Challenge Problem

We ask fellows to work on a small challenge problem to assess problem solving and coding capabilities:

  1. Select a problem from the list below
  2. Perform your analysis in a well-commented Jupyter notebook
  3. Post the notebook on Github/nbviewer and submit your results


Some hints for hacking our challenge:

  • Ask yourself why would they have selected this problem for the challenge? What are some gotchas in this domain I should know about?
  • What is the highest level of accuracy that others have achieved with this dataset or similar problems / datasets ?
  • What types of visualizations will help me grasp the nature of the problem / data?
  • What feature engineering might help improve the signal?
  • Which modeling techniques are good at capturing the types of relationships I see in this data?
  • Now that I have a model, how can I be sure that I didn't introduce a bug in the code? If results are too good to be true, they probably are!
  • What are some of the weaknesses of the model and and how can the model be improved with additional work?

Select Your Challenge Problem


Few-Shot Learning

Omniglot, the “transpose” of MNIST, with 1623 character classes, each with 20 examples.  Build a few-shot classifier with a target of <35% error.

Image Segmentation

Apply an automatic portrait segmentation model (aka image matting) to celebrity face dataset

Language Detection

European Parliament Proceedings Parallel Corpus is a text dataset used for evaluating language detection engines. The 1.5GB corpus includes 21 languages spoken in EU.  

Create a machine learning model trained on this dataset to predict the following test set.

Global Terrorist Attacks

Global Terrorism Database (GTD) is an open-source database including information on terrorist events around the world from 1970 through 2014. Some portion of the attacks have not been attributed to a particular terrorist group.

Use attack type, weapons used, description of the attack, etc. to build a model that can predict what group may have been responsible for an incident.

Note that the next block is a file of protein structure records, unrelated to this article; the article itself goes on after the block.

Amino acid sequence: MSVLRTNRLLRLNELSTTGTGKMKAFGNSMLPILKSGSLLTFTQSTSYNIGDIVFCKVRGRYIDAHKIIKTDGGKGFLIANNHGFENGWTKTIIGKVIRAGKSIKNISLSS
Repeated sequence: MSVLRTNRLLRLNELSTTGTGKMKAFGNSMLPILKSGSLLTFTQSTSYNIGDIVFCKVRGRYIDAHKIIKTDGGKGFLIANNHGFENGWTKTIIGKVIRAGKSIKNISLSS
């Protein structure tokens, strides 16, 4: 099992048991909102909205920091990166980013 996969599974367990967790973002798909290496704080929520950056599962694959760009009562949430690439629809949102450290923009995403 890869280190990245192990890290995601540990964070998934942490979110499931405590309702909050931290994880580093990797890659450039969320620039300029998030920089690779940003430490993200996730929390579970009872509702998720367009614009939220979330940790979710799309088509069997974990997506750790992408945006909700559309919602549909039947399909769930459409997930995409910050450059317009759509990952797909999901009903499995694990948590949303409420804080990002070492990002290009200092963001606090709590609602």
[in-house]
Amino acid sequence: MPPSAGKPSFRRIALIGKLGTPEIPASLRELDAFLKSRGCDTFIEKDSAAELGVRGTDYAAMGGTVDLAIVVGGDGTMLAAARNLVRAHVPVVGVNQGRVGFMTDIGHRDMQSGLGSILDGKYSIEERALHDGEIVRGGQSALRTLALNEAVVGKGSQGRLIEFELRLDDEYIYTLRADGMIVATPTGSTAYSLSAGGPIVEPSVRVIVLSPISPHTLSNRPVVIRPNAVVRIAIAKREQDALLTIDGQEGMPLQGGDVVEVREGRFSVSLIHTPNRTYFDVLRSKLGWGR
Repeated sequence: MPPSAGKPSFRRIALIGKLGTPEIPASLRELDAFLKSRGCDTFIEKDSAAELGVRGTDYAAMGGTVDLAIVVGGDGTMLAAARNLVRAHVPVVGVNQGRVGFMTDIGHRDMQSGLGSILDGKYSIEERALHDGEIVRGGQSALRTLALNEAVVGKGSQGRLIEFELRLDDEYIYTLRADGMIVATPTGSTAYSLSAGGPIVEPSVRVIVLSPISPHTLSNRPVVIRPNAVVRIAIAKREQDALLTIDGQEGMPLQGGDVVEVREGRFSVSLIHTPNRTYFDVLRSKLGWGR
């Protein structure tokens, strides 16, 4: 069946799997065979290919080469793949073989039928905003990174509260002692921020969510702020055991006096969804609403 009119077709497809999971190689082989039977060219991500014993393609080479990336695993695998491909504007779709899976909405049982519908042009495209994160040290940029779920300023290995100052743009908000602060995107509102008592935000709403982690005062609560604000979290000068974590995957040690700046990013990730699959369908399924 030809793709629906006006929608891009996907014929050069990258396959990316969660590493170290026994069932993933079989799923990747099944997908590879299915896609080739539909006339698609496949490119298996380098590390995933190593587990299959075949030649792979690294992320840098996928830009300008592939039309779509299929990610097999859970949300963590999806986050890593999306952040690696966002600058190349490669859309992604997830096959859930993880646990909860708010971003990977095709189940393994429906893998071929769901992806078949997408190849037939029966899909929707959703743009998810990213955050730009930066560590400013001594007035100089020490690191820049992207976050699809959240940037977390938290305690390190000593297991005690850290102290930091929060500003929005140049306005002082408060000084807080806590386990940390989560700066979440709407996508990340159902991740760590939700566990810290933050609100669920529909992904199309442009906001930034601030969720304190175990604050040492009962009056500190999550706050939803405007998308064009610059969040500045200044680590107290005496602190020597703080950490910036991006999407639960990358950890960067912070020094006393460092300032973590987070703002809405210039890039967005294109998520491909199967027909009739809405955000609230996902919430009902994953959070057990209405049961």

Recommender System

Build a basic recommender system based on any of the Lab41 dataset references. 

Challenge Problem Frequently Asked Questions


What are you looking for in challenge submissions?

1. Problem solving ability - did you understand the problem correctly, and did you take logical steps to solve it? 

2. Machine learning skills - what sort of models did you use? How rigorous was your exploratory analysis of the data, your choice and fine tuning of models, and your assessment of results.

3. Communication skills - is your solution readable and well explained? Messiness and raw code with no explanation does not reflect well on your potential for working well with our business partners during the fellowship.


What are some common mistakes I should avoid?

Skipping exploratory analysis and feature engineering
Do not jump straight into fitting models without demonstrating to us, in your Jupyter notebook, that you have understood and thought about the dataset.

Choosing models with no explanation
Please use the notebook to explain your thought process. We care about this as much as we care about your results.

Unreadable notebooks
Make sure to run your notebook before sharing so that we can see the results. We won't be running your code on our machines. On the flip side, please do not print out the entire dataset or endless rounds of epochs.

Overly simplistic final results
Your final results should consist of more than a single number or percentage printout. Explain why you chose the success metrics you chose, and analyze what your output means.


When are the challenges due?

All deadlines can be found on our apply page.


What is the next step after submitting my challenge problem?

After we review your challenge, candidates selected to move forward in the application process will receive an email with an invitation to schedule a 45-minute interview with a mentor or former fellow. Be prepared to discuss your challenge. You will likely be asked to explain why you chose the model(s) you used, and asked questions gauging how deeply you understand the model(s).